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Network World - If ever there was a "phony war" in mobility, this is it.
The two carriers are locked in an advertising war over who has the "most 4G" coverage, implying that "most coverage" is or ought to be for consumers the critical reason to choose one carrier or the other.
The reason it's all phony: the vast majority of mobile subscribers, most of the time, use their cell phones mainly in one relatively small area around their home or possibly two areas, around home and work, and the route between them. Most of the time, a "mobile" user is one who moves within a relatively small area.
Even "mobile professionals" rarely travel extensively, frequently, and randomly all over the country or even over a large region.
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But both carriers' TV ads obscure this reality. For example, one AT&T commercial consists of nearly 30 seconds of listening to the monotonous guitar hammering of "Memory Lane" by Eddy Current Suppression Ring and watching a young man, equipped with an AT&T "4G" smartphone, show up in about 40 locations, many if not all in different states. At the end, the voice-over says: "AT&T. The nation's largest 4G network, covering 2,000 more 4G cities than Verizon."
Watching just the ad, one might conclude that people, or at least those younger than the age of 30, do nothing except travel from state to state to state with the sole purpose of taking pictures with their smartphone, making calls, texting, and surfing the Web. [see "The 4G ad wars: Evaluating AT&T and Verizon Wireless"]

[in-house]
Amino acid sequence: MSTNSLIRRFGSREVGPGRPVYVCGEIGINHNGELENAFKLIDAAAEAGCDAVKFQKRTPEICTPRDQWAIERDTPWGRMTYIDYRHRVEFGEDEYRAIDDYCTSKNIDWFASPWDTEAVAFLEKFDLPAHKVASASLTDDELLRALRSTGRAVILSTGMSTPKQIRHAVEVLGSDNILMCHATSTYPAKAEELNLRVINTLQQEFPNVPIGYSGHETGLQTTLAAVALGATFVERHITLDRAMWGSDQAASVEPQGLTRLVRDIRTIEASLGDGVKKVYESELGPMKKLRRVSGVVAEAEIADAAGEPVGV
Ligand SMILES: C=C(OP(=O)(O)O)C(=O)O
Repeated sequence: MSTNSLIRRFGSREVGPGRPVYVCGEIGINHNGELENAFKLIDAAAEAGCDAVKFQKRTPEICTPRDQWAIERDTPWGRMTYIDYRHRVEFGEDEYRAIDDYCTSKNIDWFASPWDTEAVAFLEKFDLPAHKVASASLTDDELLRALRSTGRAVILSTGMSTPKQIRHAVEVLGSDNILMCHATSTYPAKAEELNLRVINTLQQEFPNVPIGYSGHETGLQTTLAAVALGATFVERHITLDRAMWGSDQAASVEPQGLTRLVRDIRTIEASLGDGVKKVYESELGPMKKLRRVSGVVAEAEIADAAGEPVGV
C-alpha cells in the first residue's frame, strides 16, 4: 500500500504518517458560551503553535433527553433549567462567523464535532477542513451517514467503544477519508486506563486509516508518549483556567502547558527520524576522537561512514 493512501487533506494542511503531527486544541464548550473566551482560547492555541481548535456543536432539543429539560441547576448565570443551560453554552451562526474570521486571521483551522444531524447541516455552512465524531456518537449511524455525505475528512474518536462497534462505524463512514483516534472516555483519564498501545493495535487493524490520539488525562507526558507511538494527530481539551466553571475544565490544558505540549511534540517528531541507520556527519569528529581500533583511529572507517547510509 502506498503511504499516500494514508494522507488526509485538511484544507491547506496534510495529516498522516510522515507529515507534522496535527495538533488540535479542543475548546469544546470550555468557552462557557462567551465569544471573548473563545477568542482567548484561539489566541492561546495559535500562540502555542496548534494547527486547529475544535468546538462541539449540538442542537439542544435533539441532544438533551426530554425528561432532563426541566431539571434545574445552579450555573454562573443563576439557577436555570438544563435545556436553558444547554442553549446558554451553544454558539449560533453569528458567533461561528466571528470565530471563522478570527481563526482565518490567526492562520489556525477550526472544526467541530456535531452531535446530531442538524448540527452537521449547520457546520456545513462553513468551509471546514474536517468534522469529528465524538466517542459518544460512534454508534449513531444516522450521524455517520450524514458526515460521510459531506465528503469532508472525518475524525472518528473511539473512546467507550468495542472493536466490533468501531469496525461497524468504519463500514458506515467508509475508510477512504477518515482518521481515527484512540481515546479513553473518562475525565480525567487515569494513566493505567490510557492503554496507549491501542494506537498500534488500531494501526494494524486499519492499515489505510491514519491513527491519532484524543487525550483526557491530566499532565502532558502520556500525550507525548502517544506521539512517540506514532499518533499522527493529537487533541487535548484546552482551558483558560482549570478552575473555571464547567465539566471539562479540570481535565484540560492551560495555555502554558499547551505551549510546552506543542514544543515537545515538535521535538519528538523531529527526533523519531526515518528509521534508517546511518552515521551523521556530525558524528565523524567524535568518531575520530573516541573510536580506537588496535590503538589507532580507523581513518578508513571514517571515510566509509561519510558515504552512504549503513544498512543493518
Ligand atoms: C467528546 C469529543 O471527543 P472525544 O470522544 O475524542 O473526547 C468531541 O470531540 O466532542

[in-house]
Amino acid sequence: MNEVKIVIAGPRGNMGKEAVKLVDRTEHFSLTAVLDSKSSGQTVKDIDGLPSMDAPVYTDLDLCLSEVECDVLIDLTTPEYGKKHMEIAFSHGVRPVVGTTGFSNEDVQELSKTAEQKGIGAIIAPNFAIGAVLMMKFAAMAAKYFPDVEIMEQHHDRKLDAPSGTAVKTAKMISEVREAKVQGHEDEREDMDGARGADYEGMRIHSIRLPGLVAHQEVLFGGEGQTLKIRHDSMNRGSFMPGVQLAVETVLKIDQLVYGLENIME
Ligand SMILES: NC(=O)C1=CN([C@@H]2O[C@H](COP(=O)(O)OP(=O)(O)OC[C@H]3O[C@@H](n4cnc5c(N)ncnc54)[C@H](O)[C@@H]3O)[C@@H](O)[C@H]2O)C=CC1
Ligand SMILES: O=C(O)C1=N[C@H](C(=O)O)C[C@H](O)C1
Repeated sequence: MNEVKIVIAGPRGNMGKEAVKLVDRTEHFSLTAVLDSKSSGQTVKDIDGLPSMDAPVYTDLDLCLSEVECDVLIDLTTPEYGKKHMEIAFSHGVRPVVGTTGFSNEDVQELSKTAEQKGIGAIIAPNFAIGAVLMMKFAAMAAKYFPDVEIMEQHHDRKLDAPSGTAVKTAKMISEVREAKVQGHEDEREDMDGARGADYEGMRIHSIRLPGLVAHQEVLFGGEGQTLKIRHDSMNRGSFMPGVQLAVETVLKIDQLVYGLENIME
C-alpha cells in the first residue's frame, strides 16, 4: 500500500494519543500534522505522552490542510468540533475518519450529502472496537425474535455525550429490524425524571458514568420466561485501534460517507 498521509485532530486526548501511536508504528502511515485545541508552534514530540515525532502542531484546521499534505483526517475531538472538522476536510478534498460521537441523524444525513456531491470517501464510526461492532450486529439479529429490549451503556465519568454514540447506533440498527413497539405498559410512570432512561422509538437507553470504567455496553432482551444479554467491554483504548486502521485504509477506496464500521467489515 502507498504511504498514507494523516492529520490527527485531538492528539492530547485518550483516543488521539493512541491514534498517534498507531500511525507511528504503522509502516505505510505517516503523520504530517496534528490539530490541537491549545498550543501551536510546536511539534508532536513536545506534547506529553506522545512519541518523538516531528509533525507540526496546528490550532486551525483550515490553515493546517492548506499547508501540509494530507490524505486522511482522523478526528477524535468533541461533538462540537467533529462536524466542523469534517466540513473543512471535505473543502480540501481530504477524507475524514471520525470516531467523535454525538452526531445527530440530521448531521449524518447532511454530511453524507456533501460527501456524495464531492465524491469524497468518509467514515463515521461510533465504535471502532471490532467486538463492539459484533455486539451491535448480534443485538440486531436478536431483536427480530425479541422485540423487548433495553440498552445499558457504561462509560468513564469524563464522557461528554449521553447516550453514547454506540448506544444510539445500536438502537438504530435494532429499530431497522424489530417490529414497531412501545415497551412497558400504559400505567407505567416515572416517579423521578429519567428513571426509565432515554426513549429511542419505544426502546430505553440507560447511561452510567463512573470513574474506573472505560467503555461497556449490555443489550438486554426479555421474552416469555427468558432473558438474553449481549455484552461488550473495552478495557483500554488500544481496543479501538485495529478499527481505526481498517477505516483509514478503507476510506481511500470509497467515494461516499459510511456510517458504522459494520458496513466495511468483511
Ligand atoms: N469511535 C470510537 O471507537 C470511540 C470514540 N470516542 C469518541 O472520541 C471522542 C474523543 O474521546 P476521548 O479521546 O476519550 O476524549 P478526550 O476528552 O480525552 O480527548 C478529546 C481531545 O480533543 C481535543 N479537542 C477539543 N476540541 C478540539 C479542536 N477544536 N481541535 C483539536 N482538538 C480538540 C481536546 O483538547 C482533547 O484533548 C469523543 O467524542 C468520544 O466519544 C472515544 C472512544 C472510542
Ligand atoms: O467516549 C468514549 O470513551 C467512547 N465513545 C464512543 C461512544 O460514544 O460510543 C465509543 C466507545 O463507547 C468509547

AT&T claims it has the "largest 4G" network. Verizon Wireless claims it was the "most 4G LTE." Who's right?
The answer is: they both are, depending on how you define "4G." But both claims are irrelevant to choosing a specific carrier for 4G/LTE coverage. [For a more detailed study, see also, "Who has the most 4G coverage?"]
For AT&T, and T-Mobile, a 4G network can be one that's based on the HSPA+ or LTE standards. HSPA+, specifically the 21Mbps and 42Mbps flavors, can deliver very good performance, comparable or even surpassing LTE performance in some locations. T-Mobile has been especially aggressive in continually upgrading its HSPA+ network, most recently in both of these high-speed flavors. A series of independent tests in 2012 showed T-Mobile was able to consistently deliver 5Mbps or more in many areas.
AT&T has HSPA+ deployed in more areas than anyone else. So it can claim to have "the most 4G."
Verizon Wireless has instead focused not on upgrading its 3G network, but deploying LTE. It currently claims to have LTE coverage in about 440 locations. There's no doubt that today it offers the "most" LTE coverage - offering LTE connectivity in more locations -- of any of the top four carriers.